He figured 10 percent or 200 of his 2,000 patients have medical cannabis cards. Almost every day he works, about 160 a year, he said, he certifies someone for a new cannabis card or their annual renewal.
This is the first of a three-part series on New Mexico’s medical cannabis program. Today, veteran journalist Tom Sharpe discovers just how easy it is to get a medical pot card. Tomorrow he’ll examine some of the unforeseen consequences of using medical marijuana, and on Friday he’ll look at how the industry has matured in the state.
BY TOM SHARPE
My doctor didn’t hesitate when I asked him to certify me to smoke pot.
“For what?” he asked.
I had spent some time studying the 20 qualifying conditions for the New Mexico Medical Cannabis Program: cancer, glaucoma, multiple sclerosis, epilepsy, spinal cord damage with intractable spasticity, HIV/AIDS, painful peripheral neuropathy, intractable nausea/vomiting, severe anorexia/cachexia, hepatitis C infection currently receiving antiviral treatment, Crohn’s disease, post-traumatic stress disorder, amyotrophic lateral sclerosis, severe chronic pain, hospice care, inflammatory autoimmune-mediated arthritis, cervical dystonia, Parkinson’s disease, Huntington’s disease and ulcerative colitis.
I considered PTSD. Don’t we all cringe at past trauma? Of the 44,403 New Mexicans registered for New Mexico’s program, the largest number, 18,336 or 41 percent, were certified for PTSD. But I decided on the second most used condition, severe chronic pain, chosen by 12,606 or 28 percent.
“Sciatica,” I said. “Starts up high in the back of the left thigh. Moves down into the left side of the calf.”
My doctor hadn’t seemed too concerned when I mentioned this at previous annual checkups. This time, he had me stand up, raise my shirt and bend in different directions while he examined my lower back. Sciatica is a pain in the sciatic nerve in the legs that is believed to be connected to the lower back.
“Ibuprofen makes you nauseous,” my doctor said, more like suggestion than a question.
“Well, I don’t like to take it,” I answered.
I figured I should come clean, so I explained that I was researching a piece about medical cannabis. My doctor, an internist who’s been seeing patients in Santa Fe for four decades and my primary physician for one decade, didn’t want his name used in print or to get a reputation as a dope doctor.
But he figured 10 percent or 200 of his 2,000 patients have medical cannabis cards. Almost every day he works, about 160 a year, he said, he certifies someone for a new cannabis card or their annual renewal. He said the doctor who shares his office does even more.
“I’m a believer in medical cannabis,” he said. “It works for pain, nausea, sleep, anxiety. It’s safer than a lot of the other things we use too often, like sleeping pills.”
Sleep disorders and anxiety are not among New Mexico’s 20 qualifying conditions. The program got started in 2009 with eight conditions. Twelve have been added by the cabinet secretary for the state Department of Health on the recommendation of a seven-doctor medical cannabis board.
Last year, the board recommended adding opioid use, but Cabinet Health Secretary Lynn Gallagher declined to do so. Gov. Susana Martinez vetoed a bill asking the same.
My doctor’s desk had a pile of “Medical Provider Clinical/Diagnostic Notes” forms, downloaded from the state Department of Health website. He made some quick notes on a blank one, signed it and handed it to me. It had taken about 15 minutes.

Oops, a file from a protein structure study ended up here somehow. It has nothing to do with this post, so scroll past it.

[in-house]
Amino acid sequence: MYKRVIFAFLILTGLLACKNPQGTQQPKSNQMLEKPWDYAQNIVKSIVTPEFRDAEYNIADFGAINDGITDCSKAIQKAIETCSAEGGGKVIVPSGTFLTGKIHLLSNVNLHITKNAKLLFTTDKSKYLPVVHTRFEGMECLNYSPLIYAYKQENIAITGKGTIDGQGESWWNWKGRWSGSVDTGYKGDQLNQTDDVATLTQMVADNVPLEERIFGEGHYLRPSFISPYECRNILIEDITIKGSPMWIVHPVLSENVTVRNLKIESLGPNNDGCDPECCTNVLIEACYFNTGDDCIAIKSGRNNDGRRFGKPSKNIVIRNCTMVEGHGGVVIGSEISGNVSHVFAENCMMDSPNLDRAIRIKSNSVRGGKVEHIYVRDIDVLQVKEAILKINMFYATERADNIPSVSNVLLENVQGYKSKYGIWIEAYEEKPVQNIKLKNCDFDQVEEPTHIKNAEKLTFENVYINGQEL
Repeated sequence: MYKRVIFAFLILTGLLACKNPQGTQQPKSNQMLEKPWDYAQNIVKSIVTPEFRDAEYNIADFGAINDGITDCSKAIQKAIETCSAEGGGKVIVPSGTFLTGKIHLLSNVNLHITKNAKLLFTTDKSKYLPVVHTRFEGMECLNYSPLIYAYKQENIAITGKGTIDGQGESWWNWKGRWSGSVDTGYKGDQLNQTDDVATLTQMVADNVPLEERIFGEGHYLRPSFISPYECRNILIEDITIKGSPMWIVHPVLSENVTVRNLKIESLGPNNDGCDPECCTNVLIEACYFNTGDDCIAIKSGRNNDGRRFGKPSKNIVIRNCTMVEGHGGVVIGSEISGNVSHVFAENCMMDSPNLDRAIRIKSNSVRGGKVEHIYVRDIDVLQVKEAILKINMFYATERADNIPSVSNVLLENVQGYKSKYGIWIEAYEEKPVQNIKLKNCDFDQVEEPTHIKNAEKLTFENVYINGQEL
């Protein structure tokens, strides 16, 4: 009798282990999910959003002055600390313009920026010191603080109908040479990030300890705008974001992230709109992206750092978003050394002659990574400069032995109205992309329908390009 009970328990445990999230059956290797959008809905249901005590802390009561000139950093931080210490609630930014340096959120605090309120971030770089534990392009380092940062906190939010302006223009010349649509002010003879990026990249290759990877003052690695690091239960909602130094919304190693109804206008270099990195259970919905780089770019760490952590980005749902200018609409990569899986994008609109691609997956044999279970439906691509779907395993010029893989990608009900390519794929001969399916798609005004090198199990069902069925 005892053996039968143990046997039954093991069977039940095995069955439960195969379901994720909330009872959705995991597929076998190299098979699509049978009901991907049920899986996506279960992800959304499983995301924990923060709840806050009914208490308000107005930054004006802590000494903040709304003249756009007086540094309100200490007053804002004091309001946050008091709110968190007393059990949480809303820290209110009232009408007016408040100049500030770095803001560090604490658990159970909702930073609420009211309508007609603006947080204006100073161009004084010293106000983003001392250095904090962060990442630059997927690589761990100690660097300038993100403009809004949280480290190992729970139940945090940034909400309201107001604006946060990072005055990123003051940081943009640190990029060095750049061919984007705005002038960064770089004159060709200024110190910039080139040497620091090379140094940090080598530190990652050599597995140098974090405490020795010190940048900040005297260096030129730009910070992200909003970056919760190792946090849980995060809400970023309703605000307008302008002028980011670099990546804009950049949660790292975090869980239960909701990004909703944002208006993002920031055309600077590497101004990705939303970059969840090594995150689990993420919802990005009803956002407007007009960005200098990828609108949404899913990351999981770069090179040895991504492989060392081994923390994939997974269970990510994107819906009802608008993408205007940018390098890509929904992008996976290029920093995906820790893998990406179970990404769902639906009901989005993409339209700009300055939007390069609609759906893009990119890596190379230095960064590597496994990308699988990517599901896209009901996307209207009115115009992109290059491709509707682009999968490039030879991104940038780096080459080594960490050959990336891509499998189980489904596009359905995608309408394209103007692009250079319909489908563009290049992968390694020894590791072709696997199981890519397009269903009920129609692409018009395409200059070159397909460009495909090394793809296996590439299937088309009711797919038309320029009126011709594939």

He asked me to write him a check for $100. Medicare and most private health insurance policies don’t cover doctors’ fees for cannabis-card certification. Any dispensary can give you the name of doctors who will “certify” — not “prescribe” and you will be corrected if you use that term — you for the state program with a cursory examination for $50 or less.
From my doctor’s office, I bicycled to the medical cannabis program headquarters on Rodeo Road. The large office on the second floor of the cube-shaped building was almost empty when I arrived in the early afternoon, save for two clerks talking to a saleswoman. She stepped aside so the clerks could help me. They were courteous and efficient. (The program has 21 staff positions. Thirteen of those were added in the past two years to accommodate the rapid growth.)
I hadn’t completed filling out all my forms, so they pointed me to an empty room with chairs, desks, paper and pens. I finished in a few minutes. One of the clerks glanced through the forms and pronounced them complete. She told me I should be getting my card in a plain envelope in about one month. There was no charge.
Had I wanted to spend $30, I could have applied for a personal production license, allowing me to have up to four mature or flowering cannabis plants and 12 immature, nonflowering or male plants. But I had neglected to bring the required proof of residency (a utility bill will suffice) and was unsure if my backyard would meet the state standard for “how grow will not be seen from public areas.”
Besides, pot plants can draw thieves. I have known people who had them stolen from their backyards. For now, I am primarily interested in the burgeoning retail system. Gardening can wait until next season.
Exactly three weeks later, I received my card in an envelope with the state Department of Health letterhead. There was a list of New Mexico’s licensed nonprofit producers. I can purchase up to 230 units, which are the equivalent to grams, about eight ounces, over three months.
The black-and-white plastic card carries my name, address and date of birth, a 16-digit ID code, a gold symbol that is a computer chip with a record of my purchases and an expiration date of June 21, 2018. I had my wife photograph me with my new card and tucked it into my wallet.
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